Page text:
On April 5, the Cheyenne & Arapaho Tribes took down their free-play Internet gaming site PokerTribes.com after the State of Oklahoma refuted their right to operate it.
“It was a misunderstanding,” Steve Mullins, Gov. Mary Fallin’s general counsel, told NewsOK.com of the tribes thinking their gaming compact permitted them to run a play-for-fun poker website. “They came to the table, and they worked with us until we could get it resolved. They’ve been good partners on that.”
But the parties reached a new agreement that allows the tribes to re-launch the site for real money bets if the website is exclusive to players outside of the U.S., and the tribes pay the state a 20 percent cut of the proceeds. Oklahoma Gov. Fallin and Cheyenne & Arapaho Tribes Gov. Janice Prairie-Chief Boswell signed the agreements in an April 5 ceremony at the state Capitol in Oklahoma City, reported gambling911.com.
“The Settlement Agreement effectively shuts down the Tribes online social gaming network, including Pokertribes.com, inside the United States in exchange for an Agreement that the Tribes be allowed to operate the site internationally pursuant to international standards and each specific countries jurisdictional requirements consistent with all state of Oklahoma and U.S. federal laws,” Gov. Boswell told CapitolBeatOK.com.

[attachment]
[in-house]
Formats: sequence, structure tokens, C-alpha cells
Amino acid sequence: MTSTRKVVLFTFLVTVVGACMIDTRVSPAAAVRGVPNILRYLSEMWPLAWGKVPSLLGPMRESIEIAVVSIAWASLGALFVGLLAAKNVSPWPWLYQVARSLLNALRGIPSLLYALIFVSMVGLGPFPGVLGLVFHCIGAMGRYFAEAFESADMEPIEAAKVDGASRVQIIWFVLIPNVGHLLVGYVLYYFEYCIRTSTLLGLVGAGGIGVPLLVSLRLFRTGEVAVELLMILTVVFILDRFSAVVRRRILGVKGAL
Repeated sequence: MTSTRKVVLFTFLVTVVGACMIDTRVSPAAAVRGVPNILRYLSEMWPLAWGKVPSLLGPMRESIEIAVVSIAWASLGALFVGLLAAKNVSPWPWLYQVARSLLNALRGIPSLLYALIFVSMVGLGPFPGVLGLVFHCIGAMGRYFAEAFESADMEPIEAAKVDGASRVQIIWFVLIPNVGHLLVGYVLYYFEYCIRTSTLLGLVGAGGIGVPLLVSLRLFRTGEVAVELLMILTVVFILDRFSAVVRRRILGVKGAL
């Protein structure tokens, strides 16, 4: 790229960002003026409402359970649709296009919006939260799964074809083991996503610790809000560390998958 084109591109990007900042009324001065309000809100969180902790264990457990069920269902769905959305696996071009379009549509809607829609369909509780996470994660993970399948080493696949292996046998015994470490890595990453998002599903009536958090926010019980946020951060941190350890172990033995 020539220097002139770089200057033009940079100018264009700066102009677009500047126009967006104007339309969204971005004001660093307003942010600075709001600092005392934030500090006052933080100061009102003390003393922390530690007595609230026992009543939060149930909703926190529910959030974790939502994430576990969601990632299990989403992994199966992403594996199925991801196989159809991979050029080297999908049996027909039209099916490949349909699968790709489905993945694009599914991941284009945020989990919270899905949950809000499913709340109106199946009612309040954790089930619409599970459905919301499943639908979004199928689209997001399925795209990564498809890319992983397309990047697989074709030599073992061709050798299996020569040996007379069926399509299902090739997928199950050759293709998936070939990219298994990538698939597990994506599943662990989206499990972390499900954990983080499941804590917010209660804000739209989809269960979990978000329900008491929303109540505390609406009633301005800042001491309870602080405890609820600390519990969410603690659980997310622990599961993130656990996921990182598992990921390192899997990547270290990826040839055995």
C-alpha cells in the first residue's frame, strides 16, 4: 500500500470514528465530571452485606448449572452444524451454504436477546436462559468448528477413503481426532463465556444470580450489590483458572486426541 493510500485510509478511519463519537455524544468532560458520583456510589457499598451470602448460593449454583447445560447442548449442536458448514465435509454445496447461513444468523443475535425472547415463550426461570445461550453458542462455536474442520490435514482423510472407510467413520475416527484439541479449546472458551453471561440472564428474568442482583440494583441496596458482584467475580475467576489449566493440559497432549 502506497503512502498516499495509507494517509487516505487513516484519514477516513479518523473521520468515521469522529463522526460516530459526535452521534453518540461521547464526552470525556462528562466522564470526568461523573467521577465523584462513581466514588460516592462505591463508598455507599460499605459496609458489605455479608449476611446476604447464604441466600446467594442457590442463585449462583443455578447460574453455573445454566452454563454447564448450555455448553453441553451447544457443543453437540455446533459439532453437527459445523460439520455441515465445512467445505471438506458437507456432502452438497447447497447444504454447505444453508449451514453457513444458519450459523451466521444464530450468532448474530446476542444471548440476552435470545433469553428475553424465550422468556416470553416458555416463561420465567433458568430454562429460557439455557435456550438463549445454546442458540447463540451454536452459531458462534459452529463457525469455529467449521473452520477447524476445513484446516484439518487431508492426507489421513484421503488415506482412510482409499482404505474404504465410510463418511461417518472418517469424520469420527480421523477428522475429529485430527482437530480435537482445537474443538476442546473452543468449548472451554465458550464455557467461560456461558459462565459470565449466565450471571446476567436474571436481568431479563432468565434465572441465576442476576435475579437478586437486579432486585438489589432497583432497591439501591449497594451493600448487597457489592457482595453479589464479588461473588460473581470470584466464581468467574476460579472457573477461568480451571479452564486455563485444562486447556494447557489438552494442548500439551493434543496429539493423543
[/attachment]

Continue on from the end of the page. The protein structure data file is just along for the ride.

The homepage of PokerTribes.com currently states the real-time, real-money website will go live this summer on “the web, mobile, iPad, laptop, desktop & apps near you.” And the website, developed and managed by Universal Entertainment Group, won’t be relegated to poker. It will offer a variety of casino games like bingo, blackjack and pull-tabs.
The two parties also reached the conclusion that the “approval of the National Indian Gaming Commission, the Bureau of Indian Affairs and the Department of the Interior may be beneficial, but is not necessary for this Agreement to be in full force and effect.”
Brian Foster, the chief executive officer of the Cheyenne & Arapaho Tribes and chairman of the Oklahoma Indian Gaming Association, told CapitolBeatOK.com he applauded the “dual effort … to open the pathway for international gaming.”
The Cheyenne & Arapaho Tribes operate two brick-and-mortar casinos in the state, both named Luck Star Casino, in Concho and Clinton.